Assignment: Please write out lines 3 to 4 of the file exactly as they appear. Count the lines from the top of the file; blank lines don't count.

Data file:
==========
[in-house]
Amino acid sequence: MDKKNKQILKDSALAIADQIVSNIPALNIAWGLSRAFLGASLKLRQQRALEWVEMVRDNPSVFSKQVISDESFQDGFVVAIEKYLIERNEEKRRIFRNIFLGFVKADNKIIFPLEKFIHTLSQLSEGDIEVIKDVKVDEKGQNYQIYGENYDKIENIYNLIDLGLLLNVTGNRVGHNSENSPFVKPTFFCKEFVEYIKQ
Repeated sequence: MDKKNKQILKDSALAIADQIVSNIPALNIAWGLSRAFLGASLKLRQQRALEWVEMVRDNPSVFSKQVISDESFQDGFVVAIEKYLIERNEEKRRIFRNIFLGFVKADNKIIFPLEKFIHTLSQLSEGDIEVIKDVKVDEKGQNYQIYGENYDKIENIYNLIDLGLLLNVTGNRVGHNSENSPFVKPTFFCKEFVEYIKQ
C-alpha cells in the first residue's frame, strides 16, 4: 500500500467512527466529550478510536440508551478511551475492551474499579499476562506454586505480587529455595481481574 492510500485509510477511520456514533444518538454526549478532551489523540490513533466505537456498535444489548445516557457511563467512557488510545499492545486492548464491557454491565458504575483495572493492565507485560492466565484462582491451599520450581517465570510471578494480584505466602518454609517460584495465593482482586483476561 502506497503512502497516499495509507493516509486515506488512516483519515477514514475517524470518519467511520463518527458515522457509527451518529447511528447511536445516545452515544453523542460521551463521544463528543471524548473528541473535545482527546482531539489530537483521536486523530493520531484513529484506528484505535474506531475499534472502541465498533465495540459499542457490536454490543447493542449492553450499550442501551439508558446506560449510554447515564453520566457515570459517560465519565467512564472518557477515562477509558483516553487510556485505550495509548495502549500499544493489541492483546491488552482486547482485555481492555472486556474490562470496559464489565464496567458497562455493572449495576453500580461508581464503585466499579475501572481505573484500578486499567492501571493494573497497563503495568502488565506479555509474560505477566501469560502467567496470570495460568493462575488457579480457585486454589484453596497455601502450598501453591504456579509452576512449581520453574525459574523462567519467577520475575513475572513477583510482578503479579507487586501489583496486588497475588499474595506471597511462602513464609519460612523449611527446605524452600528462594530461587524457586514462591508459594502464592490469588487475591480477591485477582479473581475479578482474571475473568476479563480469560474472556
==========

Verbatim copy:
Repeated sequence: MDKKNKQILKDSALAIADQIVSNIPALNIAWGLSRAFLGASLKLRQQRALEWVEMVRDNPSVFSKQVISDESFQDGFVVAIEKYLIERNEEKRRIFRNIFLGFVKADNKIIFPLEKFIHTLSQLSEGDIEVIKDVKVDEKGQNYQIYGENYDKIENIYNLIDLGLLLNVTGNRVGHNSENSPFVKPTFFCKEFVEYIKQ
C-alpha cells in the first residue's frame, strides 16, 4: 500500500467512527466529550478510536440508551478511551475492551474499579499476562506454586505480587529455595481481574 492510500485509510477511520456514533444518538454526549478532551489523540490513533466505537456498535444489548445516557457511563467512557488510545499492545486492548464491557454491565458504575483495572493492565507485560492466565484462582491451599520450581517465570510471578494480584505466602518454609517460584495465593482482586483476561 502506497503512502497516499495509507493516509486515506488512516483519515477514514475517524470518519467511520463518527458515522457509527451518529447511528447511536445516545452515544453523542460521551463521544463528543471524548473528541473535545482527546482531539489530537483521536486523530493520531484513529484506528484505535474506531475499534472502541465498533465495540459499542457490536454490543447493542449492553450499550442501551439508558446506560449510554447515564453520566457515570459517560465519565467512564472518557477515562477509558483516553487510556485505550495509548495502549500499544493489541492483546491488552482486547482485555481492555472486556474490562470496559464489565464496567458497562455493572449495576453500580461508581464503585466499579475501572481505573484500578486499567492501571493494573497497563503495568502488565506479555509474560505477566501469560502467567496470570495460568493462575488457579480457585486454589484453596497455601502450598501453591504456579509452576512449581520453574525459574523462567519467577520475575513475572513477583510482578503479579507487586501489583496486588497475588499474595506471597511462602513464609519460612523449611527446605524452600528462594530461587524457586514462591508459594502464592490469588487475591480477591485477582479473581475479578482474571475473568476479563480469560474472556